Medical researchers at the University are continuing the quest to find a cure for cancer by collaboratively working toward developing new methods of locating and killing cancer stem cells in the body.

Max Wicha, director of the University of Michigan Comprehensive Cancer Center, said scientists have discovered that cancer stem cells are controlled by a small number of cells in the body and the information on these cells may help provide a cure for many types of cancers.

“What we find is that many of the current therapies, like chemotherapy and radiation therapy, can kill the leaves of a plant, but leave the roots intact,” Wicha said. “So, in order to cure more cancers, we have to figure out ways of actually being able to attack the cancer stem cells.”

Wicha said the Cancer Center — which works with 10 schools within the University, including LSA — organizes all cancer research at the University and provides a means for collaboration amongst different disciplines in undergraduate programs, and also includes programs for high school students.

“I think that it’s very important to have people see how exciting research is, and get involved early in their careers so that they may be interested in going into science and research,” Wicha said.

Dr. Diane Simeone, professor of Surgery and Molecular and Integrative Physiology, said the center allows for students and faculty from various fields of study to work “in a multi-disciplinary manner to take care of patients,” and is a place where rapid advancements on cancer stem cell research can be made.

“We are one of the top universities in the country with regard to our level of research funding, and it’s a very collaborative environment, where people tend to work together to try to solve research problems, and I think that helps to advance the field more quickly,” she said.

Simeone and her fellow scientists were able to discover the population of stem cells that cause cancer stem cells through experiments at the center.

“What we found looking at a panel of 10 patients’ tumors, was that there were just a small subpopulation of cells that were stem cell like, and they seem to be the drivers for tumor formation,” Simeone said.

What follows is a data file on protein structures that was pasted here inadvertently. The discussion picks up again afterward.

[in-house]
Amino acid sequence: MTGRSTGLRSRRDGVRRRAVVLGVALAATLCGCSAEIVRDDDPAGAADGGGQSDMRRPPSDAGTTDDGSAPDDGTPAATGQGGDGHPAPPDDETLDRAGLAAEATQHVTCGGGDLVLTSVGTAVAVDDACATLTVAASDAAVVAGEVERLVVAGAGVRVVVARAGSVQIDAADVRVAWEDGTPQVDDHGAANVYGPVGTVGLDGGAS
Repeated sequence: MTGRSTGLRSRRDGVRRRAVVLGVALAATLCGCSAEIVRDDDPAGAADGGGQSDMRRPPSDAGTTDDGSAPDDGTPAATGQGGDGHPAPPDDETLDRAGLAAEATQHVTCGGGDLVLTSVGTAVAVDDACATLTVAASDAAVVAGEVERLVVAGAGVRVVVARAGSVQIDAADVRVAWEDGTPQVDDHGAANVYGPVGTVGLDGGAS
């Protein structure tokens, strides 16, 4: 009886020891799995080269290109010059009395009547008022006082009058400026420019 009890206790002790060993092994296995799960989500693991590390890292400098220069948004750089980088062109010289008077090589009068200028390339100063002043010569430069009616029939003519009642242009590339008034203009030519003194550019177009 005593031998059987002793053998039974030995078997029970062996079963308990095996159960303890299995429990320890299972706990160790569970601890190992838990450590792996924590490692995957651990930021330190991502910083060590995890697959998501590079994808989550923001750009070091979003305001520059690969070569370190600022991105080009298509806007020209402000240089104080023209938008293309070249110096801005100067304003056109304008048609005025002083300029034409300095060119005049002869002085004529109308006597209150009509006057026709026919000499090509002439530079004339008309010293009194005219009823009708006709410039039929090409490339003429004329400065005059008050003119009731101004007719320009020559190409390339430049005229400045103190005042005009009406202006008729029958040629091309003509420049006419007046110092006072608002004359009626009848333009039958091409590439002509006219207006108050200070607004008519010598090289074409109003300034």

Simeone added that a life saving treatment for patients is likely to be developed soon, including two clinical trials now available to try to target cancer stem cell populations in patients battling pancreatic cancer.

Ronald Buckanovic, assistant professor in the Department of Internal Medicine and Department of Obstetrics and Gynecology, said cancer stem cells are hard to find but are believed to be a certain, exclusive group of cells present in an organ.

“We recently found that there are certain cells in ovarian cancer, which we believe are the cancer stem cells,” Buckanovic said. “People have been looking for the cancer stem cells, the hard part has been trying to identify them.”

Buckanovic said the cells in the ovary have the potential to reproduce and cause cancer stem cells. Though traditional treatments of cancer kill the majority of cancer stem cells, they do leave behind have the potential for reproduction, he said.

“We’re good at killing 99 percent of cancer cells with traditional chemotherapy, but it’s that 1 percent of cancer stem cells which makes the tumor keep coming back again and again and again,” he said. “We need to figure how to kill those rarer cells, those harder to find, harder to kill cells. If we can do that we may actually be able to cure cancer.”

Buckanovic added that the University provides a nurturing environment to conduct this type of research by providing a “very open and collaborative environment.”

“It made the work go faster, by being in a place where people were very open and willing to work together,” Buckanovic said.

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